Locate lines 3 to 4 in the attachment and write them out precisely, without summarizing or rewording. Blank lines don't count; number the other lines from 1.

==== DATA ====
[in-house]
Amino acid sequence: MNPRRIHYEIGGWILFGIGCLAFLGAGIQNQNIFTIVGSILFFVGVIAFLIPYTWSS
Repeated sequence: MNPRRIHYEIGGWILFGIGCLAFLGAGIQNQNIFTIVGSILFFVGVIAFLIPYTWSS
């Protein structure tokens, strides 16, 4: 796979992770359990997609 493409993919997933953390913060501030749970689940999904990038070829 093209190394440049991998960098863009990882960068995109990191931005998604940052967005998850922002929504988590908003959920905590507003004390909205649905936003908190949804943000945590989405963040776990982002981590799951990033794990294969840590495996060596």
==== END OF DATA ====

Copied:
Repeated sequence: MNPRRIHYEIGGWILFGIGCLAFLGAGIQNQNIFTIVGSILFFVGVIAFLIPYTWSS
């Protein structure tokens, strides 16, 4: 796979992770359990997609 493409993919997933953390913060501030749970689940999904990038070829 093209190394440049991998960098863009990882960068995109990191931005998604940052967005998850922002929504988590908003959920905590507003004390909205649905936003908190949804943000945590989405963040776990982002981590799951990033794990294969840590495996060596």